What do you think? Does Ferguson take an overly optimistic stance towards competition, science, democracy, medicine, consumerism and the work ethic? There are surely lots of problems that stem from our reliance on these things, too, and lots for us to learn from the ‘Rest’. What’s your take on this issue?

I’m certainly going to be watching the series on TV, anyway.

Brain thinking.

“The brain stops at the skull, but the mind doesn’t. Scientists are appreciating that the brain is a hub in a bigger system of information exchange, with loops extending spatially beyond the body, and temporally into the past and future. Neuroscience is not enough: we need a better understanding of the person.”

Nicholas Humphrey
Emeritus Professor, London School of Economics

A modern dream.

Came across a brilliant post by The Simple Pastor this morning, looking back at the power of Martin Luther King’s I have a dream speech, and the hunger for a similar “visionary dreamer” for today.

It was Martin Luther King’s description of the black community being ‘an island of poverty in an ocean of material prosperity’ that gets the pastor thinking; both that today’s prosperity is still not shared equally, but also of the truth that ‘many are drowning in the ocean of material prosperity’.

They’ve swum in it and the tide has carried them out into the ocean and there isn’t the strength to reach a safe shore. When so many are drowning in debt, drowning in self-indulgence, drowning in depression and anxiety, drowning in our own fat, drowning in greed there are too few voices that can be heard that say, ‘I have a dream.’

This year in the UK we will have an election, we will hear from those who aspire to govern us, but what I want to hear and what I fear I will not hear, is a dream. A dream of a society that turns its back on the god of the individual and seeks the solace of community, a society that ends its fruitless pursuit of self-interest and seeks the harvests of partnership, that rejects the sour dreams of happiness through acquisition and discovers the sweetness of generosity and sharing. A society more interested in the quality of life than the quantity of wealth.

I will add my ‘amen’ to that!

You can read the full post here.

Voting for real change?

Daniel got me thinking with his last post, and here are my thoughts…

“Thank you for being open with your position, and giving some explanation for it. As someone who is easily confused by these things, it helps solidify some of my own thinking too.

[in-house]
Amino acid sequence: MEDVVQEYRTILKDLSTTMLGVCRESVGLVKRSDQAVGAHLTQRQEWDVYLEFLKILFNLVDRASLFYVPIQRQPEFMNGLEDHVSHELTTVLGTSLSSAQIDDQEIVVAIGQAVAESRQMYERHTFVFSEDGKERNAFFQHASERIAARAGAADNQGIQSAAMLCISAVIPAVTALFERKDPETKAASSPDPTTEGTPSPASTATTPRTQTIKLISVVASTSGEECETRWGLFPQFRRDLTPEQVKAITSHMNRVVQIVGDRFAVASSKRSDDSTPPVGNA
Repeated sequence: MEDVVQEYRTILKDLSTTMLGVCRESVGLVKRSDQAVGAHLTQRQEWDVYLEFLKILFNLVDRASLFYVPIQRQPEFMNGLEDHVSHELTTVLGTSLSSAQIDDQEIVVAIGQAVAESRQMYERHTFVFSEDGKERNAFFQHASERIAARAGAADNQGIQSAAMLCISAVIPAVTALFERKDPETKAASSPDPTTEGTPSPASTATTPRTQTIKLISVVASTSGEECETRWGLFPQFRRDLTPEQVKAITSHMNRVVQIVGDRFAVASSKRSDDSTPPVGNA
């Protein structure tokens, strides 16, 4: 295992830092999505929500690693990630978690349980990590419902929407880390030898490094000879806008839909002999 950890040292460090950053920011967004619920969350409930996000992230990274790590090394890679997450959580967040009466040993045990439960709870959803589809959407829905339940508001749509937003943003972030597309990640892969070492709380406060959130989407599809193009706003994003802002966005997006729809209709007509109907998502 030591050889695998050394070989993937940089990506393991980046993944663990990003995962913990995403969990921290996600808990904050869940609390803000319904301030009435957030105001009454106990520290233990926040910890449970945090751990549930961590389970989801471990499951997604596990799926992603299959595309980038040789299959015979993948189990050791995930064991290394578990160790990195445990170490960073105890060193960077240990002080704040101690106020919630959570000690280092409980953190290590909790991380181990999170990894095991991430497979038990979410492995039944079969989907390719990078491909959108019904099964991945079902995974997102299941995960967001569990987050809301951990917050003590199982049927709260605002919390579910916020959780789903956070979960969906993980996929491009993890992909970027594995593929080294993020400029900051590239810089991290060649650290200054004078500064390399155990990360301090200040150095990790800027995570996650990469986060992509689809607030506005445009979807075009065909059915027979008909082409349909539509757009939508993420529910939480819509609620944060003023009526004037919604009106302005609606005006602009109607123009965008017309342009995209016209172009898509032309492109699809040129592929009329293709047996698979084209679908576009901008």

I think I would stand with you on some-most of these issues, particularly on small, local government. However, I still have questions about how this applies in a fast-changing world where national boundaries are increasingly blurred, and where it becomes increasingly difficult to control a global economy to ensure the welfare of all, not just the wealthy or powerful.

For example, I would like to buy from local producers as much as possible, and yet I often have to make decisions that have a global impact. Where consumer is less directly-linked to producer, do we need some form of government that helps protect the powerful from perpetuating the slavery of the vulnerable? And if so, what does that / should that look like, from a Biblical perspective?

I don’t say that because I believe in the EU, but because I struggle with, well, actually even being conscious of the wider impact of many of my decisions, to be frank. Living in light of the gospel should shape all of my decisions, and yet I rarely take time to think beyond ‘convenience’.

Having been out and voted today, one thing I was quite startled by was the number of ‘nationalistic’ parties represented on the ballot paper for the European Parliament. Is the only non-EU option to be inward looking, bigoted and self-serving, which would seem to be the manifesto of the BNP, UKIP and ‘Britain First’? How should we vote to reflect the gospel call to love our neighbour as ourself, even when this is costly? Do we want fewer immigrants in the UK because caring for the needy would have an impact on our comfortable lifestyle?

These questions are as much to myself as anything else, and are not intended to be pointed comments in response to what you have written – rather they have been provoked by what you have written, and come for a deeply unsettled view that the gospel needs to have a much greater impact in our nation and in our world – what are we doing about it?”

“Listen to me, my people;
hear me, my nation:
The law will go out from me;
my justice will become a light to the nations.”
- Isaiah 51:4